The sex is one thing – and as producers have repeatedly stated, there’s not as much of it shown on Love Island as actually happens within the villa. But it’s maybe more challenging for a parent to witness their child endure the slings and arrows of dating fortune – and how their behaviour can be transformed through an editing suite.
This year, a more critical eye has been cast upon the producers behind the scenes of Love Island following the untimely death of one of the show’s former contestants. When Sophie Gradon, a 32-year-old model from Newcastle, was found dead in June, other former stars went public with criticisms of how they had been treated both by the public and the production company following their release from the villa. While both Baxter and Davies maintain that they were kept informed by the production companies behind Geordie Shore and Love Island, respectively, they do admit it can be difficult to transition to reality after appearing on the show.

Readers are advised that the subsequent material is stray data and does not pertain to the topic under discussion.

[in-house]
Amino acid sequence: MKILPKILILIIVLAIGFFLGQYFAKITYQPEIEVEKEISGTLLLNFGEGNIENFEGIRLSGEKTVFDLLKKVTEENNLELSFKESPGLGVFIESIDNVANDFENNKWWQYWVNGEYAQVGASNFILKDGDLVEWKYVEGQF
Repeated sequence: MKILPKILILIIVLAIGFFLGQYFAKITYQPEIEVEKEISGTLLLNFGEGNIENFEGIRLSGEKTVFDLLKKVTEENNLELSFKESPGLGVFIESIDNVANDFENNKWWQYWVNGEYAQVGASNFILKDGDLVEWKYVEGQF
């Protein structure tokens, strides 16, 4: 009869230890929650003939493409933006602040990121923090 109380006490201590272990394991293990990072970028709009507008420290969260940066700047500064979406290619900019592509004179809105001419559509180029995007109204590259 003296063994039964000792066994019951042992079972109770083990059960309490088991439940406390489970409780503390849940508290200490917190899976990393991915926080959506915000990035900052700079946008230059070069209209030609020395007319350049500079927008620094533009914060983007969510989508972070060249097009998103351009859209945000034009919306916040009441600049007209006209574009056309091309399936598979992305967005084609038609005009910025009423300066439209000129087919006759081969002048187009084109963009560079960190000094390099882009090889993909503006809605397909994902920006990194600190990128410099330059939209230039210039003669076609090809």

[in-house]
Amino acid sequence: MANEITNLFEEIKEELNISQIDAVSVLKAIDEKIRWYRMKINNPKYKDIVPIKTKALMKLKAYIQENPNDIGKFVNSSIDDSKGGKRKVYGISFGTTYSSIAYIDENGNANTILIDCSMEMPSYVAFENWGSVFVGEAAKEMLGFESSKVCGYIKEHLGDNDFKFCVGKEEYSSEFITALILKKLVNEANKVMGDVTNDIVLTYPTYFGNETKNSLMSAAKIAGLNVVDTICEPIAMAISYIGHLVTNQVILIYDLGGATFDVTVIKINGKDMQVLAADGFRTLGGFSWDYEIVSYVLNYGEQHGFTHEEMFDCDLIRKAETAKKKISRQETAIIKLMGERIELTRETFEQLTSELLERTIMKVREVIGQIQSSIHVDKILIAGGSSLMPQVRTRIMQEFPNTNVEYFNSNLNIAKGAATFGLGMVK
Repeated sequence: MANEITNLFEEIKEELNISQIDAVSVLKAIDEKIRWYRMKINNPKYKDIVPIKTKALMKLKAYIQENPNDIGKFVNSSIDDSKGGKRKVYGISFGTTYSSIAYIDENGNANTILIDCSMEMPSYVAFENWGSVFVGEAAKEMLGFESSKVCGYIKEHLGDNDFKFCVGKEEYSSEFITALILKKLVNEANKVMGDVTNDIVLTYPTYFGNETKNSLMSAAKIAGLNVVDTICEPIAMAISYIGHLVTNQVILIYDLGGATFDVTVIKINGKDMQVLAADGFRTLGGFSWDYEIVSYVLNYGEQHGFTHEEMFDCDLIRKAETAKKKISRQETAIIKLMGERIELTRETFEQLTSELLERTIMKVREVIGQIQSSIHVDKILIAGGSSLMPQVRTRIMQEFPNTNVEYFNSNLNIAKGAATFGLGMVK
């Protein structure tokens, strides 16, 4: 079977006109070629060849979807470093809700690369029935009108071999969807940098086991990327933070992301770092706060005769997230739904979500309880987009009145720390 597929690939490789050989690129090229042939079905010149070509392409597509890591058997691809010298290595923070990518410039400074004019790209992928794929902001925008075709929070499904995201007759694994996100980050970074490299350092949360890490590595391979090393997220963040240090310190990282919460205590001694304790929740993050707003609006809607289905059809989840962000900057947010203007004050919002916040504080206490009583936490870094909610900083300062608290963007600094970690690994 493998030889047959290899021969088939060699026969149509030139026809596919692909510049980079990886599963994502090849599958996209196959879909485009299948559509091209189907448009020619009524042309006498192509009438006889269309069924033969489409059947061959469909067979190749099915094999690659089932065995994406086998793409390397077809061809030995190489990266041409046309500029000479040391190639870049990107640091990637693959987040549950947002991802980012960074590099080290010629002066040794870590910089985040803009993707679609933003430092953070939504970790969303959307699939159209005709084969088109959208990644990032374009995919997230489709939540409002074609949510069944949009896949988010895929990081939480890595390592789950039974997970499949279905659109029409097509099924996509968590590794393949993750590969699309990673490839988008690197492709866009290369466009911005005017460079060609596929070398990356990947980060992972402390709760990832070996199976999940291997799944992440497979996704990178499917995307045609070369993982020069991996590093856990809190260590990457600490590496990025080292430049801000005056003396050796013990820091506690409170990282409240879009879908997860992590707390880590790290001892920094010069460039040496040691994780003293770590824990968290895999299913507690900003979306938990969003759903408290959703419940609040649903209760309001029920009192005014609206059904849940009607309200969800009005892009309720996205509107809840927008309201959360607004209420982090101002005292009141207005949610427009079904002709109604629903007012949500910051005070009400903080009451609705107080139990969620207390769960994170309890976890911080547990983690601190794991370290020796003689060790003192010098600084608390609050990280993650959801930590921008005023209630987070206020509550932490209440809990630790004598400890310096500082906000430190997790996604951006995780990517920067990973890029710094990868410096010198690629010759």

“[Amber] was only on a weekly contract, so there was a week after she left for media stuff and then no more connection to Love Island after that, that was pretty hard, they just have to get on with it,” Davies explains. “I’m familiar with mental health but there’s not a lot of families out there who can give that support. And they need that additional service to make sure they get right support when they come out.”
There’s also the fact that contestants don’t know how they’ve been portrayed on the outside world. “On the programme they do go out a lot and they party a lot and that’s sort of expected in a way,” Baxter says of Geordie Shore. “It looks like they do that all the time, but they only film it for so many hours before putting together all the worst-looking bits. People don’t see behind the scenes.”